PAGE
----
Frederick has everything it seems – except freedom. Emily may not have the toys but she does have the freedom of the countryside but she has no one to play with. Will Frederick ever find the courage to ignore the possibility of something dreadful happening if he does leave his safe home. What will happen if he does?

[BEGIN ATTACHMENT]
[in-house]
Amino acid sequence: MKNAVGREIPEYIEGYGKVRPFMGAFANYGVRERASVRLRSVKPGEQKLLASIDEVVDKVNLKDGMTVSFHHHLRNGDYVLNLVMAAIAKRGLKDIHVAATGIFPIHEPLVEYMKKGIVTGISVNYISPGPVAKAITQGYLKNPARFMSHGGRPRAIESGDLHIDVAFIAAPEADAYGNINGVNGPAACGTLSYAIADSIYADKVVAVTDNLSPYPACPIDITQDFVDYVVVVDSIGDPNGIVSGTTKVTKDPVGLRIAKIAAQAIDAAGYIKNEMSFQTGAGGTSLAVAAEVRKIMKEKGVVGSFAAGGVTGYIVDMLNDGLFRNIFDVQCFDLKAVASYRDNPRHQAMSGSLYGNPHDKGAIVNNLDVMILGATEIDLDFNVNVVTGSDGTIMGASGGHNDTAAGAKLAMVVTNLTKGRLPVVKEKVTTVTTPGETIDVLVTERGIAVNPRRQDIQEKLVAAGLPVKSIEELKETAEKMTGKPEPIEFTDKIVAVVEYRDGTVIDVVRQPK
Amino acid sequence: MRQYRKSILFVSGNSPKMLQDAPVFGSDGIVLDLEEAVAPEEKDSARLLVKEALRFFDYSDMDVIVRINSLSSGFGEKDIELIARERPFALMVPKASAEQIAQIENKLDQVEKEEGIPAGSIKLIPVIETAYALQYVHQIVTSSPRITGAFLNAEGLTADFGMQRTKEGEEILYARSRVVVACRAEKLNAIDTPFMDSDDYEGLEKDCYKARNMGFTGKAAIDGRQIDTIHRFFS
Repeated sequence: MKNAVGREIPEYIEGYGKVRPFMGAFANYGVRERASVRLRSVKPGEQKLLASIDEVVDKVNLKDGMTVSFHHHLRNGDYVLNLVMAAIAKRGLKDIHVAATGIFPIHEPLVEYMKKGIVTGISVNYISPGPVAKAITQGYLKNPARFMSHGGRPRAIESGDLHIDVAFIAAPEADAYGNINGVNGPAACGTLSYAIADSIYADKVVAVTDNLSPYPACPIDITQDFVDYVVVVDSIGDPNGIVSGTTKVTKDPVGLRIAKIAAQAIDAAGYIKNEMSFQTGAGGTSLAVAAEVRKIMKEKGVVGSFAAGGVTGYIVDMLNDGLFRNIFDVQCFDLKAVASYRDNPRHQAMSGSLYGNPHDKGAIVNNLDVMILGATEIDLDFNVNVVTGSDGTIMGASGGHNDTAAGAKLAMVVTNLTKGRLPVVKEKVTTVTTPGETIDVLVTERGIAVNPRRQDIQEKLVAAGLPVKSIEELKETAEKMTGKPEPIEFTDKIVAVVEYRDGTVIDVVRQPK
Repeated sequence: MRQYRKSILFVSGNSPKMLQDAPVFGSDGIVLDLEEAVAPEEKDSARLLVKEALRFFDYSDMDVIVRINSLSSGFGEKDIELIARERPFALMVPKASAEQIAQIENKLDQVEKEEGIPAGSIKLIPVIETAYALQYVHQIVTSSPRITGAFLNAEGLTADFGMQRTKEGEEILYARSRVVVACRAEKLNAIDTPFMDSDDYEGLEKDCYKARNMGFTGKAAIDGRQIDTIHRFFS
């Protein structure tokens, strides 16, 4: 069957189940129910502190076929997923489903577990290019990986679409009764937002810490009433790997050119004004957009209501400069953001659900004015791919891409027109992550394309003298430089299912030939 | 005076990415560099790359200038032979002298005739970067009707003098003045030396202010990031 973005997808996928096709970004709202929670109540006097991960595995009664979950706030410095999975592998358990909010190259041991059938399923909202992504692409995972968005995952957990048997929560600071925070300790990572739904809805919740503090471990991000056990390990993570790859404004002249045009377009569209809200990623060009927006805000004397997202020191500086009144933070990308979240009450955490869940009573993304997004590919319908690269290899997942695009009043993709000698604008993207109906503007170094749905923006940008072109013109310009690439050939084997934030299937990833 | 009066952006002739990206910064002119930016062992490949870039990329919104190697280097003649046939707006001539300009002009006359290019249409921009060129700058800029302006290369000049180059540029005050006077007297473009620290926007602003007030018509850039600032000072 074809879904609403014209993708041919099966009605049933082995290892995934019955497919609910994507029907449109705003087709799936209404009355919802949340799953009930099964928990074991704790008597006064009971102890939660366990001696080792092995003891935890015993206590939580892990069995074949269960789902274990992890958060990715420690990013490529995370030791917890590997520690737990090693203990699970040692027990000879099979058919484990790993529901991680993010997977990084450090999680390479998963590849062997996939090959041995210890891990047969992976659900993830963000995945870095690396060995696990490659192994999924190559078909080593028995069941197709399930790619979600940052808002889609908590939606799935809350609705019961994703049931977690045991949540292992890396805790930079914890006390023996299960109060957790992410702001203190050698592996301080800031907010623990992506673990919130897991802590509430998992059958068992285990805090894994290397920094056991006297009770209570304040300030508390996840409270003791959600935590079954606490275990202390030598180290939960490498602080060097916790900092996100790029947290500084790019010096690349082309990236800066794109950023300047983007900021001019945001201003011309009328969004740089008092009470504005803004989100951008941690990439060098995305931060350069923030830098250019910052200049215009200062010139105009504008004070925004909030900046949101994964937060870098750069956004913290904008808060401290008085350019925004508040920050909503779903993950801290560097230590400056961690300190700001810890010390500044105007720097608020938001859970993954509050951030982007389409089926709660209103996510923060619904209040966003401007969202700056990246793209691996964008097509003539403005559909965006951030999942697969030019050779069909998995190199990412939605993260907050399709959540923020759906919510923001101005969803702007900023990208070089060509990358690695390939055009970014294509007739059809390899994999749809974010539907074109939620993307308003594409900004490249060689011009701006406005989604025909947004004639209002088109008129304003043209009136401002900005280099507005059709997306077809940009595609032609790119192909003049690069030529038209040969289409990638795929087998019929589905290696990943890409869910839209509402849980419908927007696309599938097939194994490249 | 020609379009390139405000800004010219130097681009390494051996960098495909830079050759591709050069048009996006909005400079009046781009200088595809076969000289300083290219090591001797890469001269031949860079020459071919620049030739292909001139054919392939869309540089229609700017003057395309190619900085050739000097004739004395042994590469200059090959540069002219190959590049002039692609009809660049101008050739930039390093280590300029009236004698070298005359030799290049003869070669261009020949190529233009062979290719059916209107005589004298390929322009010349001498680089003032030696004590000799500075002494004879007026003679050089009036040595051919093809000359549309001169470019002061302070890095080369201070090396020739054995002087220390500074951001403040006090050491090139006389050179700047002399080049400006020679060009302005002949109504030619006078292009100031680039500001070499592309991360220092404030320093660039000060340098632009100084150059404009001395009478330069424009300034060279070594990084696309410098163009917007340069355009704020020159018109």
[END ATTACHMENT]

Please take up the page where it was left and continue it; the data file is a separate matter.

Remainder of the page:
Chichester Clark’s colour saturated illustrations take over each double page spread alternating between Frederick’s claustrophobic room where a dark, sombre palette dominates, while Emily’s actions are set against a white ground, the colours brighter and lighter, emphasising her freedom. The contrast is telling and effective, a perfect counterpart to the text. This is presented almost completely in the form of letters – or in the case of Emily, notes. Frederick’s efforts are flowery, poetical – here is a child who lives through his imagination. Emily’s answers are short – and get shorter – very much to the point. Manley sets up the expectation that we will have a fairytale ending of escape. However, freedom is not without risk – but this does not mean that it is not worth it. This is a clever, quite subtle narrative that sets out to counter the notion that children should be restricted because something unfortunate might happen. It does this through an engaging storyline cleverly enhanced and extended by the brilliant illustrations that add humour and personality. Unusual and very enjoyable.